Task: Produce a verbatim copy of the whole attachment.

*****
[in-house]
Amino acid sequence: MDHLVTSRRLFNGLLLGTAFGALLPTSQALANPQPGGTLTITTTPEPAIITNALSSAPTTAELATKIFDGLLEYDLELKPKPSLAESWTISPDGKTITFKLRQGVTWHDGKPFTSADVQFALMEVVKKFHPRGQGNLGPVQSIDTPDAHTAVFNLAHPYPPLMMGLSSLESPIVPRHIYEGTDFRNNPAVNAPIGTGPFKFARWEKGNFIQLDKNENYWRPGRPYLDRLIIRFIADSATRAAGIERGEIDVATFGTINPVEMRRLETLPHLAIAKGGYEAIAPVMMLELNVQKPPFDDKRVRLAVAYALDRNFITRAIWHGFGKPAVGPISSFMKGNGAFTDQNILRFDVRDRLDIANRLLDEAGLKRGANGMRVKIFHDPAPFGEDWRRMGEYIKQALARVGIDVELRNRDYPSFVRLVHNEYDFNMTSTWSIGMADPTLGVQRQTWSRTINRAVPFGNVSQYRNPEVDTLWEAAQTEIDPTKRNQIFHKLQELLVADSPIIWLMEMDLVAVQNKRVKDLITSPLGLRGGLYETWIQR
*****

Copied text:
[in-house]
Amino acid sequence: MDHLVTSRRLFNGLLLGTAFGALLPTSQALANPQPGGTLTITTTPEPAIITNALSSAPTTAELATKIFDGLLEYDLELKPKPSLAESWTISPDGKTITFKLRQGVTWHDGKPFTSADVQFALMEVVKKFHPRGQGNLGPVQSIDTPDAHTAVFNLAHPYPPLMMGLSSLESPIVPRHIYEGTDFRNNPAVNAPIGTGPFKFARWEKGNFIQLDKNENYWRPGRPYLDRLIIRFIADSATRAAGIERGEIDVATFGTINPVEMRRLETLPHLAIAKGGYEAIAPVMMLELNVQKPPFDDKRVRLAVAYALDRNFITRAIWHGFGKPAVGPISSFMKGNGAFTDQNILRFDVRDRLDIANRLLDEAGLKRGANGMRVKIFHDPAPFGEDWRRMGEYIKQALARVGIDVELRNRDYPSFVRLVHNEYDFNMTSTWSIGMADPTLGVQRQTWSRTINRAVPFGNVSQYRNPEVDTLWEAAQTEIDPTKRNQIFHKLQELLVADSPIIWLMEMDLVAVQNKRVKDLITSPLGLRGGLYETWIQR